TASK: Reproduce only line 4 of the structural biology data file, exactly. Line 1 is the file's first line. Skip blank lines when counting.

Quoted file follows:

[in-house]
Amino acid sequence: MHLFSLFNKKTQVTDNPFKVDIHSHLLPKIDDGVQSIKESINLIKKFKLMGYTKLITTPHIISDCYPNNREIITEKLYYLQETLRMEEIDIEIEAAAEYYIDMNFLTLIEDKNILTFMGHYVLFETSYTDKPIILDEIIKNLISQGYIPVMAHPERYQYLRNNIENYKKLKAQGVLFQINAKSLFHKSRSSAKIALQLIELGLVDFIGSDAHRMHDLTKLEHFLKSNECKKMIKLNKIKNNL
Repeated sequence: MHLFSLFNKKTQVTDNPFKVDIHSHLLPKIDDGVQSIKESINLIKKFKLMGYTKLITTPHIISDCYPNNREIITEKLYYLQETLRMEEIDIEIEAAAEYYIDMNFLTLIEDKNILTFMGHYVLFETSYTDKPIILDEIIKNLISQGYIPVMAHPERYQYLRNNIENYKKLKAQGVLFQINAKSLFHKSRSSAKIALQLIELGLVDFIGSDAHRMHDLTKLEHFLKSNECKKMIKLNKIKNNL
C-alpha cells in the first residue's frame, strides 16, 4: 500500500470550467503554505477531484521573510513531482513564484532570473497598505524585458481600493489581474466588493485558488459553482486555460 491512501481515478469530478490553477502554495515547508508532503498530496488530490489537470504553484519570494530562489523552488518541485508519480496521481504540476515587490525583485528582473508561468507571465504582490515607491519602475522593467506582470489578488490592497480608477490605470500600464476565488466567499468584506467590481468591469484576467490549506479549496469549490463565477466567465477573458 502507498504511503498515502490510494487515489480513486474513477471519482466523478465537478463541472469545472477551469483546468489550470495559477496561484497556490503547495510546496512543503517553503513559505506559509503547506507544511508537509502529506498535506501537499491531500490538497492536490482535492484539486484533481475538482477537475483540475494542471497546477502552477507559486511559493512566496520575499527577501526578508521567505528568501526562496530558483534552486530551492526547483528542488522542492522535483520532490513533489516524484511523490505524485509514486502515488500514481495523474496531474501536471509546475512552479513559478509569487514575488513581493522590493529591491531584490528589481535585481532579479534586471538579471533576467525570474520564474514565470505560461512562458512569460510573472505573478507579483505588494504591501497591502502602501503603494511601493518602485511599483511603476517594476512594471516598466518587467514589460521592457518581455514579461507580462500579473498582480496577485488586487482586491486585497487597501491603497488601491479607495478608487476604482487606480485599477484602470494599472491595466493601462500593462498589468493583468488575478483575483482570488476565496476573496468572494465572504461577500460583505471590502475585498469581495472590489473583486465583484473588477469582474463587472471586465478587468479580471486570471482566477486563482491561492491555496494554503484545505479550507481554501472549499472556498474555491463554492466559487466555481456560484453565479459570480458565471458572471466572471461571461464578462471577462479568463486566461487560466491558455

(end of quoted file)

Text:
C-alpha cells in the first residue's frame, strides 16, 4: 500500500470550467503554505477531484521573510513531482513564484532570473497598505524585458481600493489581474466588493485558488459553482486555460 491512501481515478469530478490553477502554495515547508508532503498530496488530490489537470504553484519570494530562489523552488518541485508519480496521481504540476515587490525583485528582473508561468507571465504582490515607491519602475522593467506582470489578488490592497480608477490605470500600464476565488466567499468584506467590481468591469484576467490549506479549496469549490463565477466567465477573458 502507498504511503498515502490510494487515489480513486474513477471519482466523478465537478463541472469545472477551469483546468489550470495559477496561484497556490503547495510546496512543503517553503513559505506559509503547506507544511508537509502529506498535506501537499491531500490538497492536490482535492484539486484533481475538482477537475483540475494542471497546477502552477507559486511559493512566496520575499527577501526578508521567505528568501526562496530558483534552486530551492526547483528542488522542492522535483520532490513533489516524484511523490505524485509514486502515488500514481495523474496531474501536471509546475512552479513559478509569487514575488513581493522590493529591491531584490528589481535585481532579479534586471538579471533576467525570474520564474514565470505560461512562458512569460510573472505573478507579483505588494504591501497591502502602501503603494511601493518602485511599483511603476517594476512594471516598466518587467514589460521592457518581455514579461507580462500579473498582480496577485488586487482586491486585497487597501491603497488601491479607495478608487476604482487606480485599477484602470494599472491595466493601462500593462498589468493583468488575478483575483482570488476565496476573496468572494465572504461577500460583505471590502475585498469581495472590489473583486465583484473588477469582474463587472471586465478587468479580471486570471482566477486563482491561492491555496494554503484545505479550507481554501472549499472556498474555491463554492466559487466555481456560484453565479459570480458565471458572471466572471461571461464578462471577462479568463486566461487560466491558455